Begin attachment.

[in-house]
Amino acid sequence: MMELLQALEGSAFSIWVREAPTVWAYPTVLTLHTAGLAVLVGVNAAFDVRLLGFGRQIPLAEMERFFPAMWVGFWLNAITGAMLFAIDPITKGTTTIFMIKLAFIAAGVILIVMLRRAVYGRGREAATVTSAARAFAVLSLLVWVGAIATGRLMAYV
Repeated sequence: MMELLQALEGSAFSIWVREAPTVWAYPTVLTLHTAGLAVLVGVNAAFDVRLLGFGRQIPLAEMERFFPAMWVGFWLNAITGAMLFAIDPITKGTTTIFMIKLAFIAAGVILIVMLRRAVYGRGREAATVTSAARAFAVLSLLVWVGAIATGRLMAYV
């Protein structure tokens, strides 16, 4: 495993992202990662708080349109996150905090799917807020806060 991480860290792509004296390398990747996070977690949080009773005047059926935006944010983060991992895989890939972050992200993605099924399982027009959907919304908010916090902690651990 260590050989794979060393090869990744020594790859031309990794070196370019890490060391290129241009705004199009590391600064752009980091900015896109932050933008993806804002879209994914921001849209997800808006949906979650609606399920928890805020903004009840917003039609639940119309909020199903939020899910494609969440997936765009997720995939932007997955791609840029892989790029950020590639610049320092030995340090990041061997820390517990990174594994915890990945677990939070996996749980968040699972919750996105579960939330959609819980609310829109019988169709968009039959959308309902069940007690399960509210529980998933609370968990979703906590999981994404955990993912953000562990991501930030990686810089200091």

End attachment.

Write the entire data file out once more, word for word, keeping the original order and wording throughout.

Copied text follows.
[in-house]
Amino acid sequence: MMELLQALEGSAFSIWVREAPTVWAYPTVLTLHTAGLAVLVGVNAAFDVRLLGFGRQIPLAEMERFFPAMWVGFWLNAITGAMLFAIDPITKGTTTIFMIKLAFIAAGVILIVMLRRAVYGRGREAATVTSAARAFAVLSLLVWVGAIATGRLMAYV
Repeated sequence: MMELLQALEGSAFSIWVREAPTVWAYPTVLTLHTAGLAVLVGVNAAFDVRLLGFGRQIPLAEMERFFPAMWVGFWLNAITGAMLFAIDPITKGTTTIFMIKLAFIAAGVILIVMLRRAVYGRGREAATVTSAARAFAVLSLLVWVGAIATGRLMAYV
């Protein structure tokens, strides 16, 4: 495993992202990662708080349109996150905090799917807020806060 991480860290792509004296390398990747996070977690949080009773005047059926935006944010983060991992895989890939972050992200993605099924399982027009959907919304908010916090902690651990 260590050989794979060393090869990744020594790859031309990794070196370019890490060391290129241009705004199009590391600064752009980091900015896109932050933008993806804002879209994914921001849209997800808006949906979650609606399920928890805020903004009840917003039609639940119309909020199903939020899910494609969440997936765009997720995939932007997955791609840029892989790029950020590639610049320092030995340090990041061997820390517990990174594994915890990945677990939070996996749980968040699972919750996105579960939330959609819980609310829109019988169709968009039959959308309902069940007690399960509210529980998933609370968990979703906590999981994404955990993912953000562990991501930030990686810089200091």